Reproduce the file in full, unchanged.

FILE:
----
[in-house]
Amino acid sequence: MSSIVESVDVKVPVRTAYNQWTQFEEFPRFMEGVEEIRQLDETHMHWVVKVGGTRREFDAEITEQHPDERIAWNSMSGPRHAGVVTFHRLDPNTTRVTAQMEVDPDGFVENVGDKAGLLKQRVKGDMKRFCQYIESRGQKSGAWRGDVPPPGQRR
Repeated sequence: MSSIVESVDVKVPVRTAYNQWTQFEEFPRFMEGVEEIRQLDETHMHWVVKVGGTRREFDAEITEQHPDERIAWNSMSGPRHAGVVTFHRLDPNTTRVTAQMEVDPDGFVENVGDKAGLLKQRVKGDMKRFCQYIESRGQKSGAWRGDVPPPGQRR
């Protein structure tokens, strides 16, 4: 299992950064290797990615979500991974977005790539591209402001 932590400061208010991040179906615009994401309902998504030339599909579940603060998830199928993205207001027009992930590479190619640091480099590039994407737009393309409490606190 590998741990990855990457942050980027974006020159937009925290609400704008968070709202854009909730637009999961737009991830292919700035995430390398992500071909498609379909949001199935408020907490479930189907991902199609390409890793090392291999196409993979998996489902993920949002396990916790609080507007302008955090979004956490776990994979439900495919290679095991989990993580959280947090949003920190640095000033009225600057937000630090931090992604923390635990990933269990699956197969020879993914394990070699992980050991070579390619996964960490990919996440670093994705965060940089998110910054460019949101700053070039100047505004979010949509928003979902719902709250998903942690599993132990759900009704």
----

[in-house]
Amino acid sequence: MSSIVESVDVKVPVRTAYNQWTQFEEFPRFMEGVEEIRQLDETHMHWVVKVGGTRREFDAEITEQHPDERIAWNSMSGPRHAGVVTFHRLDPNTTRVTAQMEVDPDGFVENVGDKAGLLKQRVKGDMKRFCQYIESRGQKSGAWRGDVPPPGQRR
Repeated sequence: MSSIVESVDVKVPVRTAYNQWTQFEEFPRFMEGVEEIRQLDETHMHWVVKVGGTRREFDAEITEQHPDERIAWNSMSGPRHAGVVTFHRLDPNTTRVTAQMEVDPDGFVENVGDKAGLLKQRVKGDMKRFCQYIESRGQKSGAWRGDVPPPGQRR
């Protein structure tokens, strides 16, 4: 299992950064290797990615979500991974977005790539591209402001 932590400061208010991040179906615009994401309902998504030339599909579940603060998830199928993205207001027009992930590479190619640091480099590039994407737009393309409490606190 590998741990990855990457942050980027974006020159937009925290609400704008968070709202854009909730637009999961737009991830292919700035995430390398992500071909498609379909949001199935408020907490479930189907991902199609390409890793090392291999196409993979998996489902993920949002396990916790609080507007302008955090979004956490776990994979439900495919290679095991989990993580959280947090949003920190640095000033009225600057937000630090931090992604923390635990990933269990699956197969020879993914394990070699992980050991070579390619996964960490990919996440670093994705965060940089998110910054460019949101700053070039100047505004979010949509928003979902719902709250998903942690599993132990759900009704």